Human Development, Lower School

Everest students receive human formation, which pertains to their psychological, emotional, social, and physiological development. It involves forming their character and teaching them to live their life in ways that most dignify human nature. The human formation sees to it that graduates of Everest Academy are persons of virtue, strong character and integrity who possess self-confidence and leadership skills. Their behaviour also reveals that they possess principles based in truth that govern their actions and passions.

Students in Everest Academy are provided ongoing opportunities to exercise virtue on a daily basis. Virtue is taught and encouraged in all activities and circumstances of school life. The goal is to help students intellectually understand and internalize the virtues they are asked to practice. This serves to make these virtues part of their own life principles, helping them become true leaders of character. For this reason, Everest Academy considers formation in virtue to be a vital component of the educational program.

Formative Discipline

Formative discipline seeks to positively motivate students, guiding them to identify and choose what is good and just.

Formative discipline seeks to positively motivate students, guiding them to identify and choose what is good and just.

Formative discipline is not discipline based solely on justice which demands that certain consequences accompany a certain action. Rather, formative discipline seeks to positively motivate students, guiding them to identify and choose what is good and just. Formative discipline does not simply impose expectations and rules on the student, but motivates the student to understand, value, and internalize these expectations that reflect virtue, proper habits, and principles of life. Students are informed of the rules and given the rationale behind them. They are encouraged to see the benefit of these expectations for themselves and others. Formative discipline requires more time and effort than simple punitive discipline. Most importantly, it requires personal attention to the student. This means assisting the student to understand their actions and to learn how to put into practice what is right for themselves and others. It allows students to experience the good feeling of doing what is right and, therefore, making them want to choose to do the right thing consistently throughout their lives.

Formative discipline is not discipline based solely on justice which demands that certain consequences accompany a certain action. Rather, formative discipline seeks to positively motivate students, guiding them to identify and choose what is good and just. Formative discipline does not simply impose expectations and rules on the student, but motivates the student to understand, value, and internalize these expectations that reflect virtue, proper habits, and principles of life. Students are informed of the rules and given the rationale behind them. They are encouraged to see the benefit of these expectations for themselves and others. Formative discipline requires more time and effort than simple punitive discipline. Most importantly, it requires personal attention to the student. This means assisting the student to understand their actions and to learn how to put into practice what is right for themselves and others. It allows students to experience the good feeling of doing what is right and, therefore, making them want to choose to do the right thing consistently throughout their lives.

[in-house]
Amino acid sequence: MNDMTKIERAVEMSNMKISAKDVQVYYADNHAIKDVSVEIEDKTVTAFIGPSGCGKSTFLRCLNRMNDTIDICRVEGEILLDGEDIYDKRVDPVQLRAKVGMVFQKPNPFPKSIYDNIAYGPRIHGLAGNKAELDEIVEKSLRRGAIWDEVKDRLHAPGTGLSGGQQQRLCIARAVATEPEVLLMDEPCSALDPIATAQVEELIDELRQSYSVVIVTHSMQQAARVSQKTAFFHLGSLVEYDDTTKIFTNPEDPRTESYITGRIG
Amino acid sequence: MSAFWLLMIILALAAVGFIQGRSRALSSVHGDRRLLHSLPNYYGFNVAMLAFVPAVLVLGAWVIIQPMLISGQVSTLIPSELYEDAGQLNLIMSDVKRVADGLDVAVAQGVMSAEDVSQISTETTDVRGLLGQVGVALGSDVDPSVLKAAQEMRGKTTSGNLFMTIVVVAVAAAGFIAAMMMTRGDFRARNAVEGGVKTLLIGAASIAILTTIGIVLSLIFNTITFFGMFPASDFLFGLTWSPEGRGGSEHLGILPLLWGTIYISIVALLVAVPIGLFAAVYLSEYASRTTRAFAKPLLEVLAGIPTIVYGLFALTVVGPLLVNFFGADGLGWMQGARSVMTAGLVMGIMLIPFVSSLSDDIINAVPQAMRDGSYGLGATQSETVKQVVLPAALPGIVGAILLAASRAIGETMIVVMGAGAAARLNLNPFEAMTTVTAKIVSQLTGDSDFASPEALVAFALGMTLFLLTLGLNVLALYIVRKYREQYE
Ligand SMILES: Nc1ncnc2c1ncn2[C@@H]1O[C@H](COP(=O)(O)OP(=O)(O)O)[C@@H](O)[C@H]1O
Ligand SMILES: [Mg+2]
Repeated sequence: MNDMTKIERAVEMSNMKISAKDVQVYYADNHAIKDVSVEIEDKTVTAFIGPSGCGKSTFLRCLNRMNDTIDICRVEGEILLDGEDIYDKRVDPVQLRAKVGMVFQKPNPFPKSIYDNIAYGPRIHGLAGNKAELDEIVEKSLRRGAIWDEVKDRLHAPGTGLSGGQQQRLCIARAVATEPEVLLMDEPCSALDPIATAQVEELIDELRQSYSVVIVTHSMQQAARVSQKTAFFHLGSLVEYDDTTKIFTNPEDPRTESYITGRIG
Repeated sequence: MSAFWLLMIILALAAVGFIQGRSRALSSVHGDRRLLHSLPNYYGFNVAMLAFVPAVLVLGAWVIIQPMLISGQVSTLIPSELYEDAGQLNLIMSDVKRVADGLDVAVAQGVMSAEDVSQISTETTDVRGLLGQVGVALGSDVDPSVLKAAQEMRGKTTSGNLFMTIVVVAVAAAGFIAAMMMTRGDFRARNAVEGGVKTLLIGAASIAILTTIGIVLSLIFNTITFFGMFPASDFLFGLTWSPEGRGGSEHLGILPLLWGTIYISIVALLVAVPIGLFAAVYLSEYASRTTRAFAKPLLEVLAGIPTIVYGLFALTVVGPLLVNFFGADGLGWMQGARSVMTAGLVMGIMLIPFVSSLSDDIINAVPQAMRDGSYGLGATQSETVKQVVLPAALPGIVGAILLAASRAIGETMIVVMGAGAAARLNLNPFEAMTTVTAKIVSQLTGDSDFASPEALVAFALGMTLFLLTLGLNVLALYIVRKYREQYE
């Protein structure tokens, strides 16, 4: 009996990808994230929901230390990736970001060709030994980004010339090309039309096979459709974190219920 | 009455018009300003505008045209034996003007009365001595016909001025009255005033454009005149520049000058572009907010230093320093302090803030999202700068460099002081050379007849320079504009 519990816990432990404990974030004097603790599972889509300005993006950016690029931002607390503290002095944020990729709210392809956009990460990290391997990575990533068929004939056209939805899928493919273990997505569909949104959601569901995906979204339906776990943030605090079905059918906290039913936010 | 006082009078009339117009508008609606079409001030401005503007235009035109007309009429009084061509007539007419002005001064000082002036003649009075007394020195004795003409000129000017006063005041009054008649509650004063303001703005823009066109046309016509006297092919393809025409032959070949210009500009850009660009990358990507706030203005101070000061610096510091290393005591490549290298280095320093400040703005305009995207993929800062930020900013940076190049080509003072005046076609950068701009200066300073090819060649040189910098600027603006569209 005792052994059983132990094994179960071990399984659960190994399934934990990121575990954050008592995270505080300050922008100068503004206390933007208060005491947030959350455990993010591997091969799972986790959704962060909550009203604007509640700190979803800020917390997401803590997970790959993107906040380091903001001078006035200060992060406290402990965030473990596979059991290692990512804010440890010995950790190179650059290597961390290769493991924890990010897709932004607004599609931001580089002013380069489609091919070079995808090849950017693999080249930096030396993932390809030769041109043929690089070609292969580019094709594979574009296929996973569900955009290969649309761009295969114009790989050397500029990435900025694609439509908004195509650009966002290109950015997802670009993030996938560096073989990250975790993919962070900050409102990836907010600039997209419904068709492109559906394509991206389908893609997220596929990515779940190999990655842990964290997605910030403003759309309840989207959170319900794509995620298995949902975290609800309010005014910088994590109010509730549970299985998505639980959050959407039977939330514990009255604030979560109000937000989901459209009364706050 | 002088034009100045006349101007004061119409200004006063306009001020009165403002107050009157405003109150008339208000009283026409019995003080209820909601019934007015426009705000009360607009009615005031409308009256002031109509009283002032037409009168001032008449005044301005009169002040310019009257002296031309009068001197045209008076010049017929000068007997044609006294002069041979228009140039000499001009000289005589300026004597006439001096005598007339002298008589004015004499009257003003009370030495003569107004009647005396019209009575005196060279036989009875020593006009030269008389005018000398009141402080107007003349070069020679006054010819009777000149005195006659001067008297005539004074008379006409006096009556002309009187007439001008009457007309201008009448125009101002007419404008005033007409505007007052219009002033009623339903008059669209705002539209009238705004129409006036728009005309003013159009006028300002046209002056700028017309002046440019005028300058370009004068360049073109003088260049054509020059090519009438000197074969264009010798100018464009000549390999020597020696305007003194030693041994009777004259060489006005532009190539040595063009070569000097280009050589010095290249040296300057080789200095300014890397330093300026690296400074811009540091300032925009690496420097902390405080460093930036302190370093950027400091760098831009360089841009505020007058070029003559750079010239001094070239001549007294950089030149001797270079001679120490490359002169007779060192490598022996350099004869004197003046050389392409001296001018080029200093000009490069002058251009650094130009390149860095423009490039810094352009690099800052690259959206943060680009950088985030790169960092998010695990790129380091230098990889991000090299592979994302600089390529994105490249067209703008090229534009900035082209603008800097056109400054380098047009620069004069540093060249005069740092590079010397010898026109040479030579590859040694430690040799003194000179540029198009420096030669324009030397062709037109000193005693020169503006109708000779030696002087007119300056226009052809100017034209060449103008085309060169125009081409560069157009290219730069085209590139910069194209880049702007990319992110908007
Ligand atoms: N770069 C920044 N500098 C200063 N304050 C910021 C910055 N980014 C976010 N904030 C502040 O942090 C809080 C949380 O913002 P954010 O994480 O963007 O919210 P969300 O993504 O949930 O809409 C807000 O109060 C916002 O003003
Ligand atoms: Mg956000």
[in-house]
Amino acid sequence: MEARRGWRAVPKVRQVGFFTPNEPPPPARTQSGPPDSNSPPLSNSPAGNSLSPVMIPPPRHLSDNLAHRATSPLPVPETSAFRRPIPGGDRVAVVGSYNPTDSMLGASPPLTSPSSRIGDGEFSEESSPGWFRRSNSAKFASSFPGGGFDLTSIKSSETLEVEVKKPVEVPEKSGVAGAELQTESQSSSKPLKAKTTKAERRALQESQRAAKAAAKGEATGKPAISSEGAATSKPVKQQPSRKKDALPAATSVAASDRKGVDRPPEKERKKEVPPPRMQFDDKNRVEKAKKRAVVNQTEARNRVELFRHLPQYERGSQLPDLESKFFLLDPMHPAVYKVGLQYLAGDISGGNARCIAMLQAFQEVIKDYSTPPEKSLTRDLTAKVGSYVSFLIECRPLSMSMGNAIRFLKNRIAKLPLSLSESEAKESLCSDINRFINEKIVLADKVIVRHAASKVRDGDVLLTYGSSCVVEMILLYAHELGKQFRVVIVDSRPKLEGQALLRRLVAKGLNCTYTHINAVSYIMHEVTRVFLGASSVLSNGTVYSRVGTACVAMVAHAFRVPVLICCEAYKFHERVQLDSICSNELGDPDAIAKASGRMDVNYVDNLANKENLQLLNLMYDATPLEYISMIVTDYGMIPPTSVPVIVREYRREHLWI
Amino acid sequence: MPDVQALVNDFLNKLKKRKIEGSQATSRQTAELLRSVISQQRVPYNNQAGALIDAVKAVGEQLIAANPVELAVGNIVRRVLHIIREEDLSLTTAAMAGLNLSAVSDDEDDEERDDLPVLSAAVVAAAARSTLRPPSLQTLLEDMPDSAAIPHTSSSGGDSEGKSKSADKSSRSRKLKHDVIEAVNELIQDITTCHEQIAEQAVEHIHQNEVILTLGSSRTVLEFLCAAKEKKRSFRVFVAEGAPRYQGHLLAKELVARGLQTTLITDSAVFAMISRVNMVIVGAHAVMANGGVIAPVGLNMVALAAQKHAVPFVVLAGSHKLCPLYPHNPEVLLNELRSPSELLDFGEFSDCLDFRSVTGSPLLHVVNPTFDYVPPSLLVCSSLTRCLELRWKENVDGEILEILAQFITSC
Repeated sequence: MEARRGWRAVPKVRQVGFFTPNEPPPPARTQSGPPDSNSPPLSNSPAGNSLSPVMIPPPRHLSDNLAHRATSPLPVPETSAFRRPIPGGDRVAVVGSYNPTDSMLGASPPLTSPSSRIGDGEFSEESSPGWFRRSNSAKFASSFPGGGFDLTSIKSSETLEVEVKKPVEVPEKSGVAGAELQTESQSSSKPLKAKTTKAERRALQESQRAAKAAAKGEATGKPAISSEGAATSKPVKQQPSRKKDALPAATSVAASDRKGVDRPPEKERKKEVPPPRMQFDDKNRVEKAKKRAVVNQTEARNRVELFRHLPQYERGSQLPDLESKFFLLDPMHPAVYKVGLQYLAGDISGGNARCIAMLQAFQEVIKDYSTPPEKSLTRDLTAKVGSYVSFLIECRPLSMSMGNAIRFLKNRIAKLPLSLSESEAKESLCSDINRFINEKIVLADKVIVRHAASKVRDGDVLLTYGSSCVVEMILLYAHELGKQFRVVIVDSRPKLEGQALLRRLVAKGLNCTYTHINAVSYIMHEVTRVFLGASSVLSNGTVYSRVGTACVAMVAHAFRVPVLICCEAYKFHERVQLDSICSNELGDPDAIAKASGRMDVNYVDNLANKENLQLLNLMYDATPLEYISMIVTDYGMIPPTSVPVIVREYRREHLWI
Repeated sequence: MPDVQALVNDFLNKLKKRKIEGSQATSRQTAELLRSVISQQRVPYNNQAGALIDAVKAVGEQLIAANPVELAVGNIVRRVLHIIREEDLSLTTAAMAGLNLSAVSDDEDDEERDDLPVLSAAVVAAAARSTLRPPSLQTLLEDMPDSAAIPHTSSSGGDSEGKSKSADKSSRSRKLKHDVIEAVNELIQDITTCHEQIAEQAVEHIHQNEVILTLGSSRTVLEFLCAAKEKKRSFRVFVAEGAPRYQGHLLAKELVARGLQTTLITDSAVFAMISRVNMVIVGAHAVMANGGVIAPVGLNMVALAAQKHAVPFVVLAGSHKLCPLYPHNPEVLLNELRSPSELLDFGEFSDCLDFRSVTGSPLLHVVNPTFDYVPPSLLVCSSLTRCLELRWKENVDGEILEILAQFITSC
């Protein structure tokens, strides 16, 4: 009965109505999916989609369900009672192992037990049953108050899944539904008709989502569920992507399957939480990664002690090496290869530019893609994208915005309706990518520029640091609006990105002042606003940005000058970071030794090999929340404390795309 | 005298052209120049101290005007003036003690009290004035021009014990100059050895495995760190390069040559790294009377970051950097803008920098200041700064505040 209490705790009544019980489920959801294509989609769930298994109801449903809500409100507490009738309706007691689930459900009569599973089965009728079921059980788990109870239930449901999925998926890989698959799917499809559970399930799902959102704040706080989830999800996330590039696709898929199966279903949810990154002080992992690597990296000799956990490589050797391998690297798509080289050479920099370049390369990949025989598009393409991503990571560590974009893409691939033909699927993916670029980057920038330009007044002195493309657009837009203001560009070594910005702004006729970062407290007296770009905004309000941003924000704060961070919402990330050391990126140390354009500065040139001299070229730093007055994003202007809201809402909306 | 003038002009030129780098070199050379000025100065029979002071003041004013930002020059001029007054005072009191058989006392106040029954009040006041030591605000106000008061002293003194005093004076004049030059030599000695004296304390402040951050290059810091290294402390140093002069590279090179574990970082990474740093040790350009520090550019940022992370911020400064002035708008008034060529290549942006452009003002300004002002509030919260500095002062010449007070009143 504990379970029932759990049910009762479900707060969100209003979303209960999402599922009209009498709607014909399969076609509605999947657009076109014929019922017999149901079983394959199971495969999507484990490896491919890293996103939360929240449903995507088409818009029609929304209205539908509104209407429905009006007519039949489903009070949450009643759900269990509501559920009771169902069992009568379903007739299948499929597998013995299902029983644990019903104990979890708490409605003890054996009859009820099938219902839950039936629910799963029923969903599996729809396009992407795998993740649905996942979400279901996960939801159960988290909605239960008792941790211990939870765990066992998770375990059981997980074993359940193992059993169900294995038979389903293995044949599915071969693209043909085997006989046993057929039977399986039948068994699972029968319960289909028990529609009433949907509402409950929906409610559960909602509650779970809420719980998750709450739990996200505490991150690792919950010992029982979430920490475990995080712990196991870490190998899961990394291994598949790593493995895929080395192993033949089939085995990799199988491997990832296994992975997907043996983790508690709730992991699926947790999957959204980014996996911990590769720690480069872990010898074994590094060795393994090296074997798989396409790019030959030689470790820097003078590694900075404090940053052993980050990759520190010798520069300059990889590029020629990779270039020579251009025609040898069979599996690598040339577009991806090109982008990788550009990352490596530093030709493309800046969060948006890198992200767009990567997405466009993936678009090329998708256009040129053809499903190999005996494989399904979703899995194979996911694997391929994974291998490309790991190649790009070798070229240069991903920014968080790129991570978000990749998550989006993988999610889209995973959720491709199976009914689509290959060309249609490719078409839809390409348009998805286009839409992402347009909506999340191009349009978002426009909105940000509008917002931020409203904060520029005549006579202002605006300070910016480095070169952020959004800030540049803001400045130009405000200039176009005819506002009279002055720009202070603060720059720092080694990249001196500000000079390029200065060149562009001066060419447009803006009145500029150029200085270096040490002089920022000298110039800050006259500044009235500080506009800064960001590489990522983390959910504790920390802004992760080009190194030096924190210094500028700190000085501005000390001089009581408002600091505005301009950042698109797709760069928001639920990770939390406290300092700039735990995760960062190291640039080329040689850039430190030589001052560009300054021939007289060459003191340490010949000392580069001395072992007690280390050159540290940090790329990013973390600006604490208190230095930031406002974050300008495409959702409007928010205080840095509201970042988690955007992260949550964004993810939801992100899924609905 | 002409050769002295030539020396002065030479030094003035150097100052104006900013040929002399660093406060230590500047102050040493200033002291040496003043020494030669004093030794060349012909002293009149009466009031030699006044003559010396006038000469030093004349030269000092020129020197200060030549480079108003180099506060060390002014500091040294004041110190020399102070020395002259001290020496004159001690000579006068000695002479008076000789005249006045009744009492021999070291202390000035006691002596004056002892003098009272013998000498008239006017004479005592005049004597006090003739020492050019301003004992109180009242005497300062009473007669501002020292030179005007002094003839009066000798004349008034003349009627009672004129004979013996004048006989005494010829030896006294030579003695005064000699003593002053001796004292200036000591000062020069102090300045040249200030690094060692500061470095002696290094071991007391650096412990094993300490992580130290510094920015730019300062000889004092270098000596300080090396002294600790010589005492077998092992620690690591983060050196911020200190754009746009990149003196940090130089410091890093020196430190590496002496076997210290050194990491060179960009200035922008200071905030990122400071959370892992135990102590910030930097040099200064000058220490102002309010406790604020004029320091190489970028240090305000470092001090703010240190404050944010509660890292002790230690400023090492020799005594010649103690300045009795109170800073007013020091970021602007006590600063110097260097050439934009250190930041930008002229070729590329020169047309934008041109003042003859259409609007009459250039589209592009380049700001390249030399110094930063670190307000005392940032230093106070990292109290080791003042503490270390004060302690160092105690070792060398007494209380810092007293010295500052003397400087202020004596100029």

Student Formation Plan and Formation Dialogue

In the Lower School, parents have the opportunity to work on their child's student formation plan in a one-on-one setting with members of the formation team. This is a tool that fosters teamwork among students, parents, the Formation Team, and teachers to work toward integral formation with concrete goals for each individual student.

Each student then meets one-on-one with a mentor from the formation team, at least once a semester, for formation dialogue. In the formation dialogue mentor and student discuss personal goals and progress in character formation, spiritual growth and the formation of an apostolic heart. At the core is a desire to become more like Christ himself, who is the model of every Christian.

Formation dialogue is a unique service offered to our students at Everest Academy. Offered by the formation team to students from 1st to 12th grade, it is a complement to the personal attention already offered in the classroom by each teacher.

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